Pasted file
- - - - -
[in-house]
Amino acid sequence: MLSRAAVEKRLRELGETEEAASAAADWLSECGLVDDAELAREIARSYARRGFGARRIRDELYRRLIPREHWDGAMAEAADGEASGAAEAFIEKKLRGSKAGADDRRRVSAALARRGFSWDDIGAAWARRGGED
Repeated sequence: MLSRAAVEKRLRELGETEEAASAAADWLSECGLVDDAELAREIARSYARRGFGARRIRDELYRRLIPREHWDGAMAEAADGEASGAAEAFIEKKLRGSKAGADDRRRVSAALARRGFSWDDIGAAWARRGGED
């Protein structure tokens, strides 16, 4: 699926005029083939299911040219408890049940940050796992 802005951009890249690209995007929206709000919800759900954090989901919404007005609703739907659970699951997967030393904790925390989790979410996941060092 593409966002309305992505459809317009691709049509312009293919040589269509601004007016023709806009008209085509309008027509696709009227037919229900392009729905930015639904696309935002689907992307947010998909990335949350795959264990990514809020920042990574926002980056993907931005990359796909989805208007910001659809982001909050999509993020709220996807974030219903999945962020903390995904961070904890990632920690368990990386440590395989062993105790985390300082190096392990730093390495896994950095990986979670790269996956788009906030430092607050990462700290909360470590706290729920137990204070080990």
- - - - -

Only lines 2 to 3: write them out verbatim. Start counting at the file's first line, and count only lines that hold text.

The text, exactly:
Amino acid sequence: MLSRAAVEKRLRELGETEEAASAAADWLSECGLVDDAELAREIARSYARRGFGARRIRDELYRRLIPREHWDGAMAEAADGEASGAAEAFIEKKLRGSKAGADDRRRVSAALARRGFSWDDIGAAWARRGGED
Repeated sequence: MLSRAAVEKRLRELGETEEAASAAADWLSECGLVDDAELAREIARSYARRGFGARRIRDELYRRLIPREHWDGAMAEAADGEASGAAEAFIEKKLRGSKAGADDRRRVSAALARRGFSWDDIGAAWARRGGED